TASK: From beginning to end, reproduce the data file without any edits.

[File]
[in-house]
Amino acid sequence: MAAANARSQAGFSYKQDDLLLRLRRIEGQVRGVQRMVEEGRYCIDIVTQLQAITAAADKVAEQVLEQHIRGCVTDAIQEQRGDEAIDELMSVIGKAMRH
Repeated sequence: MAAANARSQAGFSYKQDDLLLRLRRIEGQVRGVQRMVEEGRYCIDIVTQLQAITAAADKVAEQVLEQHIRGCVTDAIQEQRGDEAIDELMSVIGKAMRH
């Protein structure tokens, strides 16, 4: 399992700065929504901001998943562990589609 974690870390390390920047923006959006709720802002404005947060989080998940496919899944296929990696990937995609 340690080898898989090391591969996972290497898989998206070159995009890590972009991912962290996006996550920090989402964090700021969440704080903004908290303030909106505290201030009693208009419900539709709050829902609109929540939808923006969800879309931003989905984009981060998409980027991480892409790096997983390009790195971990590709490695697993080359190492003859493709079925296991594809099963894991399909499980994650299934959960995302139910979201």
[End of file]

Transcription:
[in-house]
Amino acid sequence: MAAANARSQAGFSYKQDDLLLRLRRIEGQVRGVQRMVEEGRYCIDIVTQLQAITAAADKVAEQVLEQHIRGCVTDAIQEQRGDEAIDELMSVIGKAMRH
Repeated sequence: MAAANARSQAGFSYKQDDLLLRLRRIEGQVRGVQRMVEEGRYCIDIVTQLQAITAAADKVAEQVLEQHIRGCVTDAIQEQRGDEAIDELMSVIGKAMRH
């Protein structure tokens, strides 16, 4: 399992700065929504901001998943562990589609 974690870390390390920047923006959006709720802002404005947060989080998940496919899944296929990696990937995609 340690080898898989090391591969996972290497898989998206070159995009890590972009991912962290996006996550920090989402964090700021969440704080903004908290303030909106505290201030009693208009419900539709709050829902609109929540939808923006969800879309931003989905984009981060998409980027991480892409790096997983390009790195971990590709490695697993080359190492003859493709079925296991594809099963894991399909499980994650299934959960995302139910979201």